1887. Evaluation of Efficacy, Safety, and Sustained Clinical Response of Oritavancin for the Treatment of Acute Bacterial Skin and Skin Structure Infections (ABSSSI) in a Hospital-Owned Infusion Clinic
Session: Poster Abstract Session: Clinical Study with New Antibiotics and Antifungals
Saturday, October 7, 2017
Room: Poster Hall CD
Background:

Oritavancin (ORI) is a semisynthetic lipoglycopeptide with bactericidal activity against Gram-positive bacteria including Methicillin-resistant Staphylococcus aureus (MRSA). The purpose of this study to evaluates the efficacy and safety of ORI in patients with ABSSSI and assess the potential sustained clinical response up to 90 days after single dose ORI therapy.

Methods:

Retrospective chart review of all patients that received ORI in the hospital-owned infusion clinic of a large community hospital (2/2015 – 11/2016). Adult patients included who received one dose of ORI, and had adequate follow-up information for evaluation. Data collected includes: demographics, culture results, adverse events, and readmission rates at 30, 60 and 90 days after ORI dose.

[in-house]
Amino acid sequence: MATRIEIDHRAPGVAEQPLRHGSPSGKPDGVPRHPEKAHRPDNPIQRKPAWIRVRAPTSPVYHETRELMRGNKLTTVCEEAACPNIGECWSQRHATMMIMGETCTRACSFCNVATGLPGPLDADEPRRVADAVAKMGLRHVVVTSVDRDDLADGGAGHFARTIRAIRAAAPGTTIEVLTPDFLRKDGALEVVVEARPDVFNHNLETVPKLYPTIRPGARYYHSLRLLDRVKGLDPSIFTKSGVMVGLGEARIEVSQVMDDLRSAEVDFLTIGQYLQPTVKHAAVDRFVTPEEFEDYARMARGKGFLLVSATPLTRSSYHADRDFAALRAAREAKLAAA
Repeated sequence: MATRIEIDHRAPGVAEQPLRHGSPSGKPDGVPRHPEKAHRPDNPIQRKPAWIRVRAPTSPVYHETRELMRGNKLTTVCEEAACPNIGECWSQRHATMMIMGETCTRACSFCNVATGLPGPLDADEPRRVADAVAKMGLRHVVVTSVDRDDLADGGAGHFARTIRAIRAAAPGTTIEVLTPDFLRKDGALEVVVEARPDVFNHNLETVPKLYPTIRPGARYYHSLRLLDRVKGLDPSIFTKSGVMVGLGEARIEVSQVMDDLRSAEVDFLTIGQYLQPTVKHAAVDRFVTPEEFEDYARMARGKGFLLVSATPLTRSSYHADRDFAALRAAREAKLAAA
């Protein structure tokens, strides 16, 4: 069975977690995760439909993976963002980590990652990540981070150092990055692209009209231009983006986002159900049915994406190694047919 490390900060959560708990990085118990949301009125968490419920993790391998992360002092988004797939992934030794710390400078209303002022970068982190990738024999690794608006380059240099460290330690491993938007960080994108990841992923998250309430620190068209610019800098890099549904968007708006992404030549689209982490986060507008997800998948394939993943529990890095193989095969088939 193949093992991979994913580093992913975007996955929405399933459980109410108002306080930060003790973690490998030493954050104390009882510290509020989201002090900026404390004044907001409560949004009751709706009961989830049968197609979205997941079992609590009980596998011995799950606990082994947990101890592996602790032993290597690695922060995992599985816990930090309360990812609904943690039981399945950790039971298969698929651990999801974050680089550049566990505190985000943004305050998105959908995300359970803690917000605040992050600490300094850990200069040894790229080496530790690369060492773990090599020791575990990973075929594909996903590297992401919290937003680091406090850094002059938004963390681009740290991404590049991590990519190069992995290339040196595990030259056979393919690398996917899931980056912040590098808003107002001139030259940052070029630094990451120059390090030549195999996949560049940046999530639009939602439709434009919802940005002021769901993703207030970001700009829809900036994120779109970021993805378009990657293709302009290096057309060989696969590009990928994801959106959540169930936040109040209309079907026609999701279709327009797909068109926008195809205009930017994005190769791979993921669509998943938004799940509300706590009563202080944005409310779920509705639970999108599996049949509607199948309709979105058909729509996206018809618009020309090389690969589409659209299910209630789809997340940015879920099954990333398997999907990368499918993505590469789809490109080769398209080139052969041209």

Results:

A total of 67 patients met the inclusion criteria for evaluation. Age range 26-96 y, 43 % males, 84 % Caucasian and 15 % African American. ORI was primarily used to treat cellulitis (79%) followed by abscess (21%). Prior to ORI infusion, patients were predominately located in the inpatient setting (69%) followed by outpatient (19%), and emergency department (12%). The utilization of ORI resulted in the avoidance of an inpatient admission as well as the facilitation of discharge from the hospital. The primary sites of infections are lower extremity (70%), abdomen (12%), upper extremity (6%), face (6%), and other (6%). A total of 39 patients had evaluable microbiology data. The most common organism was Staphylococcus aureus 41% (35% MRSA). A total of 6 (9%), 3 (4%), and 2 (3%) patients were readmitted within 30, 60, and 90 days of ORI therapy with diagnosis of recurrent ABSSSI, respectively. No patients admitted twice in 90 days’ period. Mean hospital length of stay was 4.1 days (range 1-9). ORI was relatively well tolerated with 2 patients (3%) experiencing an adverse event during the infusion included: shortness of breath, rash, and chest pain that ultimately required discontinuation of ORI infusion.

Conclusion:

ORI single-dose regimen is an effective therapy for ABSSI that ensures compliance with low rate of readmissions at 30, 60, and 90 days and relatively low incidence of adverse events. Further studies needed to confirm the additional protective benefits of ORI for the treatment and prevention of ABSSSI.

Usha Yendrapalli, MD, UAB-Huntsville campus, Huntsville, AL, Jonathan Edwards, PharmD, BCPS AQ-ID, Huntsville Hospital, Huntsville, AL and Ali Hassoun, MD FIDSA FACP, Alabama Infectious Diseases Center, Huntsville, AL

Disclosures:

U. Yendrapalli, None

J. Edwards, None

A. Hassoun, None

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